By Lynn Barber / Published July 2016
In Florida we have more than 180 butterfly species, which includes 170 native/newly established species. We have the highest number of butterflies east of the Mississippi River, so Florida is a perfect spot for butterfly gardening. Butterflies are important because they are pollinators and provide natural pest control. My bucket list has included the migration of monarch butterflies, and I have successfully checked that “to-do” off my list! I vacationed in Mexico to view the monarch butterflies (Danaus plexippus) prior to their leaving two mountain sites for the United States and Canada.
Each fall monarch butterflies from the eastern United States and southern Canada travel up to 3,000 miles to central Mexico mountains for the winter, generally from November to some point during the following March. This includes Florida’s monarch butterflies.
The first monarch site we visited was El Rosario, located in the state of Michoacan in the mountains near Anga- ngueo, approximately 100 miles west of Mexico City. El Rosario is the most easily accessible monarch viewing site. This overwintering site generally has more than 100 million adult monarchs, and this year, we were told there were 150 million at this site. There have been several recent media articles about the plight of the monarch butterflies, and the best news is that it appears there has been a reverse in their decline. We witnessed one burst of butterflies leaving a cluster, which was truly amazing. The monarchs were landing on us and on the ground, which at this site was pretty flat. We could hear the movement of their wings, like leaves rustling in trees.
The second adventure was to Sierra Chincua, 10,000 feet elevation, and a more isolated site. Frost was on the ground as we started our trek up the mountain. This was more physically challenging because the viewing area was at a significant slope. There were 130 million monarchs at this site. All viewing areas are roped off, so the general public must remain in specific areas and there are volunteers making sure this happens.
Those of us who love gardening want to attract wildlife to our landscapes. In order to create a butterfly garden which will attract these winged beauties, we need to know about their life cycles and survival needs. Butterfly life cycles are comprised of four stages: egg, larva (caterpillar), pupa (chrysalis), and adult. Females lay eggs which hatch in a few days on host plants. Larvae have a large appetite and quickly consume larval host plants, which is the reason we plant them. When the larva is fully grown, it attaches itself to a branch, twig, or even part of your home’s exterior overhanging surface until the butterfly emerges from the chrysalis.
Butterflies need host plants for larvae (most important) and nectar plants for adults (less important because of the availability of many alternative nectar plants). Non-native milkweed, such as the Scarlet milkweed, has become invasive and can alter monarch butterfly migration behaviors. For a list of native larval host and nectar plants, refer to the Native Habitats document, Web address below, which also contains the link for Asclepias species that are native to each region in the United States. You can also contact your local native plant society for additional information and consider joining that organization.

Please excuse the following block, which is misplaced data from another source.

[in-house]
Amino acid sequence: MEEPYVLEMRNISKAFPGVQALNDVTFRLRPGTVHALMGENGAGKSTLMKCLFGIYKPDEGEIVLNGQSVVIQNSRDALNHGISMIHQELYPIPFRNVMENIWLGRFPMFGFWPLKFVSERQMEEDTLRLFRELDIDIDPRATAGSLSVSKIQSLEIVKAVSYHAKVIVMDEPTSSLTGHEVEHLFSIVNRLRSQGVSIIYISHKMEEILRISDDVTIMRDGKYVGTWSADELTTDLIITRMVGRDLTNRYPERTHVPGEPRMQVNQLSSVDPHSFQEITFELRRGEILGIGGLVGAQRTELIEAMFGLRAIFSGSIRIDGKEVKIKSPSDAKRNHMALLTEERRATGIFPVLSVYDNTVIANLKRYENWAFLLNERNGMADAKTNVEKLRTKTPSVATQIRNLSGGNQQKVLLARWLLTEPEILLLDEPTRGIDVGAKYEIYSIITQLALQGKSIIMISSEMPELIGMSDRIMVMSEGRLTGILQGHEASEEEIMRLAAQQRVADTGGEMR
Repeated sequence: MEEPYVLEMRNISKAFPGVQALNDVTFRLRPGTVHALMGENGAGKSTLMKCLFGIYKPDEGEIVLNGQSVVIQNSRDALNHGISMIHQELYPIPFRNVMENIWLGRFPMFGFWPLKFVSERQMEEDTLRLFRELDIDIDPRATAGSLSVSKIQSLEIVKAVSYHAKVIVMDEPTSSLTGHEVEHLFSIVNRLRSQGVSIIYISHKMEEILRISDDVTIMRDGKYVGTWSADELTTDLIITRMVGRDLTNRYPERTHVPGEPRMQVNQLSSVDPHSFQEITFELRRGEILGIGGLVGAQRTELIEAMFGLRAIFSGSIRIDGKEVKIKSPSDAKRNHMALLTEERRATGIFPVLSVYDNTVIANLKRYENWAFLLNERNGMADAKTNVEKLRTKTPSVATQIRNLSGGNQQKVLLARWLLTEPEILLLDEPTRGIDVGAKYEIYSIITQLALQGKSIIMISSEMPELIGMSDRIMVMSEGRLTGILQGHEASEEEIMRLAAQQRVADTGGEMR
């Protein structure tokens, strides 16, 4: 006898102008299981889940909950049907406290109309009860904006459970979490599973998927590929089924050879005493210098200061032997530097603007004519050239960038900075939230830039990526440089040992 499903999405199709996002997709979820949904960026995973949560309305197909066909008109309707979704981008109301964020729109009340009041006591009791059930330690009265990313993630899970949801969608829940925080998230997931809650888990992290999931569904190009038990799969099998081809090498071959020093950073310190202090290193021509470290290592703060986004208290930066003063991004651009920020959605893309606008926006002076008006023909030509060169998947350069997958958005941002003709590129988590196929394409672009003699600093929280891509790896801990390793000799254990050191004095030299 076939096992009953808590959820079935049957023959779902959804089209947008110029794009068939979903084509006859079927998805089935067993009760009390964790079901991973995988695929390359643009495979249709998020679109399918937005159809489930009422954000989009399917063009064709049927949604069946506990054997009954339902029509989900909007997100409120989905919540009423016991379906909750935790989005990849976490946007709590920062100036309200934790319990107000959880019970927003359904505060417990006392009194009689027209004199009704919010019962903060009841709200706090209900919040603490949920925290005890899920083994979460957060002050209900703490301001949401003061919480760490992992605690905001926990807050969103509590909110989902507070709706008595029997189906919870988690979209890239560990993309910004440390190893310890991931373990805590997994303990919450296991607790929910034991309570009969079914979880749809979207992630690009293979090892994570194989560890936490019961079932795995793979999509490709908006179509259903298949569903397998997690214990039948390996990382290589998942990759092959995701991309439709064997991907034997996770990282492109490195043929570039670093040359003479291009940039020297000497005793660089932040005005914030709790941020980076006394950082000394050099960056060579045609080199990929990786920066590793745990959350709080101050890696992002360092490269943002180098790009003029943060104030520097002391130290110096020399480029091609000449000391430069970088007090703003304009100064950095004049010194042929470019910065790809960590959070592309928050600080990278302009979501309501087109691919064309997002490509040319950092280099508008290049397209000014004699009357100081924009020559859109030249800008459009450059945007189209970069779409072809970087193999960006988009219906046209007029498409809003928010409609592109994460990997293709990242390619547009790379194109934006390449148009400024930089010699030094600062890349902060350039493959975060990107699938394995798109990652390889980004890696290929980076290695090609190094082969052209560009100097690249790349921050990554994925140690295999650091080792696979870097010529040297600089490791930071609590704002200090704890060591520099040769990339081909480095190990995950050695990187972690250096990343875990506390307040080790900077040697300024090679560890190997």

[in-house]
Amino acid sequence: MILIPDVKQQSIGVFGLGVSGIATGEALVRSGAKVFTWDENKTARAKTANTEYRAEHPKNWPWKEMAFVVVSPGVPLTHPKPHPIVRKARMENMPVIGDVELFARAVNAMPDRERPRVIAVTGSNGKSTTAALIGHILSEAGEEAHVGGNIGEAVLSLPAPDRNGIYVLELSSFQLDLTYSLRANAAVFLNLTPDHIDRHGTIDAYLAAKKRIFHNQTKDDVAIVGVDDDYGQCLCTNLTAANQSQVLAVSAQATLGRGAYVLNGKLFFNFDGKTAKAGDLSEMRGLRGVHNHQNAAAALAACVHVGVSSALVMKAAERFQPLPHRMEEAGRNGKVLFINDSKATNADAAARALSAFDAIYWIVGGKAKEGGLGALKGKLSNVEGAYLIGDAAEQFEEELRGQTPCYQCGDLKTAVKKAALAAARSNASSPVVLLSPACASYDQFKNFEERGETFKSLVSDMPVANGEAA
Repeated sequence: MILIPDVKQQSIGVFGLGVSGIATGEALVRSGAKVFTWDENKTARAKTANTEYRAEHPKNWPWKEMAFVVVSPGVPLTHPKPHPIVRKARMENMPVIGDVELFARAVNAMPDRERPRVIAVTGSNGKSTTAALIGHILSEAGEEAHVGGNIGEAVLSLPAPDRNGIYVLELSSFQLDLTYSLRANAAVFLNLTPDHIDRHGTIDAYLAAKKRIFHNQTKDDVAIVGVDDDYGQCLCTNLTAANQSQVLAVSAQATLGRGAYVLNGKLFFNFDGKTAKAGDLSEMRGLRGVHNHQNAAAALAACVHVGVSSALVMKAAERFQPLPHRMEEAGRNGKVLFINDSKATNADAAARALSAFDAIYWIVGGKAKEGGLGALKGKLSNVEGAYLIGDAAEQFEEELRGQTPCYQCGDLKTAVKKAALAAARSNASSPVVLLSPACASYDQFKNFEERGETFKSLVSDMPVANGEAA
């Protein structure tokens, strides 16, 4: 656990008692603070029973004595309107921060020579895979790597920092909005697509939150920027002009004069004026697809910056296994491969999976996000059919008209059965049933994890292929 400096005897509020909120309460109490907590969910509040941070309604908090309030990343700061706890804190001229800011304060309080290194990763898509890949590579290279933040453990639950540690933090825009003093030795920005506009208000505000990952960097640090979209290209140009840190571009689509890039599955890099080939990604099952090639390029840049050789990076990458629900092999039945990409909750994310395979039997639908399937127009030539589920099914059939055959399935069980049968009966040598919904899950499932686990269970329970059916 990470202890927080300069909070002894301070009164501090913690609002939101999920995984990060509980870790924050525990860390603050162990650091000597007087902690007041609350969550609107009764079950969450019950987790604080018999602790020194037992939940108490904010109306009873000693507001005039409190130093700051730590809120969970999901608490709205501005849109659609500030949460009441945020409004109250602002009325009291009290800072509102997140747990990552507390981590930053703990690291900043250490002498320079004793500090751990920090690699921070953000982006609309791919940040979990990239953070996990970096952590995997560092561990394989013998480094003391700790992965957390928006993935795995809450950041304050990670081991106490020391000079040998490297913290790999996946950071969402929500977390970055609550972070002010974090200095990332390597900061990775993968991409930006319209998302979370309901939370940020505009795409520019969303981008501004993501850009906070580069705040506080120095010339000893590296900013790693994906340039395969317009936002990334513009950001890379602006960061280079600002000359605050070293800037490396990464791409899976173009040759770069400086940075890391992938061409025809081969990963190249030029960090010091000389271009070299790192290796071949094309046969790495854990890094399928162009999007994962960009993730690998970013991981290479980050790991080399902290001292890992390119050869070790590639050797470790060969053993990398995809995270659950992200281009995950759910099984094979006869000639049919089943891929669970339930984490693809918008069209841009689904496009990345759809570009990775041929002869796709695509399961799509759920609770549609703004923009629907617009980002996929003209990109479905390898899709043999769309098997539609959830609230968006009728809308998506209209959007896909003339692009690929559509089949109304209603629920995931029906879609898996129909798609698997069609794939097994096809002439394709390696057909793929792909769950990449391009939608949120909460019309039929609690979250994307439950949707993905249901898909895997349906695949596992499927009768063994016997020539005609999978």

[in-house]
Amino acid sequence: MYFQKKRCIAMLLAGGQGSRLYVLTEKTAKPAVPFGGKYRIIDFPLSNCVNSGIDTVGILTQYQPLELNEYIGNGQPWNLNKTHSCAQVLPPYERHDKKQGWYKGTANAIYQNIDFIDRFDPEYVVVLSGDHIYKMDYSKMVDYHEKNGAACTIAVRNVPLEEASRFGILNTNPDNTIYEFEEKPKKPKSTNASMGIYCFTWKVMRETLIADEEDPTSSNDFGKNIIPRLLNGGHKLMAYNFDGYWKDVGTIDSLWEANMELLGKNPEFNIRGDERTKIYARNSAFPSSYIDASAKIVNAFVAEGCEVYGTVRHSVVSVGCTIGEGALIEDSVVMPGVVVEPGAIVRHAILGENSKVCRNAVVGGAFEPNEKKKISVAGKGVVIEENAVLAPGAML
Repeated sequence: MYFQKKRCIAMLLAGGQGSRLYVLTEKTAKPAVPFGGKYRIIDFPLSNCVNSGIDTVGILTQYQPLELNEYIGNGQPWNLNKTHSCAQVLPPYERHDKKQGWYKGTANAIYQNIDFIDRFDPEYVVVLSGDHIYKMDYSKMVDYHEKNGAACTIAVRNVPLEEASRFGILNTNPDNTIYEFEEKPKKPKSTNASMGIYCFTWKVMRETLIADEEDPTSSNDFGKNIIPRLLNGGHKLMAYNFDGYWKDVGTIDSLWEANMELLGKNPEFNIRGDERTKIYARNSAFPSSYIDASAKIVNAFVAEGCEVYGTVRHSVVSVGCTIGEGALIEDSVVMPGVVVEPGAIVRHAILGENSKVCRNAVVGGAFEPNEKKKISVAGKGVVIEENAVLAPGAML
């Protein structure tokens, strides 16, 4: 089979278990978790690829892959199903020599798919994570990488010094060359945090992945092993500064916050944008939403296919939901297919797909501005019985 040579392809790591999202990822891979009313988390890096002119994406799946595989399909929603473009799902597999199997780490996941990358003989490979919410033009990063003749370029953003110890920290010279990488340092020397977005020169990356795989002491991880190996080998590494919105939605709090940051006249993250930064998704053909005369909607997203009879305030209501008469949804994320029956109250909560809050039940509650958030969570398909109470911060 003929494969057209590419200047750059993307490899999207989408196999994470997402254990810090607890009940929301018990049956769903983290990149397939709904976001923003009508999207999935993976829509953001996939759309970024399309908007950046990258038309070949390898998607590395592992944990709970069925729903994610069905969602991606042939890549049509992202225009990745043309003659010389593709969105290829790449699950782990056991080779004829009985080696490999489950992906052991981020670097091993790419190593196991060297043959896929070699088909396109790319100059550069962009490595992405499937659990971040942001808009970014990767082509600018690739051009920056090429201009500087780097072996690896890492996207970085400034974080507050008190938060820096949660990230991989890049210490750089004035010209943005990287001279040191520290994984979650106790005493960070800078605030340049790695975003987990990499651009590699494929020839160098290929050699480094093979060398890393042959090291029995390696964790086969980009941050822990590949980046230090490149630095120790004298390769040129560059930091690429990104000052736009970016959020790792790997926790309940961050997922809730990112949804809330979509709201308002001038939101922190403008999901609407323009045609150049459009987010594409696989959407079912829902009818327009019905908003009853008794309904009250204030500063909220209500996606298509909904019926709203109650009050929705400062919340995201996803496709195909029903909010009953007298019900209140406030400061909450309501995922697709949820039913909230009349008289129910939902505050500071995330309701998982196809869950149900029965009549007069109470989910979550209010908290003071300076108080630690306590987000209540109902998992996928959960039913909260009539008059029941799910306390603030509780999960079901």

There are several University of Florida publications about monarch butterflies, creating native habitats for monarchs, and butterfly gardening. Those listed below contain a significant amount of information that will assist you in creating a habitat that you and the monarchs will enjoy for many years to come:
“Monarch Butterfly,” Danaus plexippus Linnaeus (Lepidoptera: Nymphalidae: Danainae), by Andrei Sourakov, at: edis.ifas.ufl.edu/in780
“Native Habitats for Monarch Butterflies in South Florida” by Rebecca G. Harvey, Patricia L. Howell, Carol Morgenstern, and Frank J. Mazzotti, at: edis.ifas.ufl.edu/uw311
“Butterfly Gardening in Florida,” by Jaret C. Daniels, Joe Schaefer, Craig N. Huegel, and Frank J. Mazzotti, at: edis.ifas.ufl.edu/uw057
“Community ButterflyScaping: How to Move Beyond Butterfly Gardening to Create a Large-Scale Butterfly Habitat,” by Kathy C. Malone, Wendy Wilber, Gail Hansen, Jaret C. Daniels, Claudia Larsen, and Esen Momol, at: edis.ifas.ufl.edu/ep420
The information contained in this article was adapted and extracted from the documents above. For assistance with horticultural questions, call your local UF/IFAS Extension office. More gardening information is available at your local Extension office website and edis.ifas.ufl.edu. Remember to reduce, reuse, recycle, and repeat. As always, follow the landscape or architectural control procedures in your deed restrictions before making changes.
Lynn Barber, Agent
University of Florida/IFAS Extension, Hillsborough County
Lynn Barber, Agent, University of Florida/IFAS Extension, Hillsborough County, is responsible for educating residents on the nine principles of the Florida Friendly LandscapingTM program. These principles include right plant right place, water efficiently, fertilize appropriately, mulch, attract wildlife, manage yard pests responsibly, recycle, reduce stormwater runoff, and protect the waterfront. Barber is past president of the Florida Association of Natural Resource Extension Professionals and has received numerous awards for programming, publications, and television and radio segments. As a Master Gardener, she has given back thousands of hours in environmental horticulture education to the community.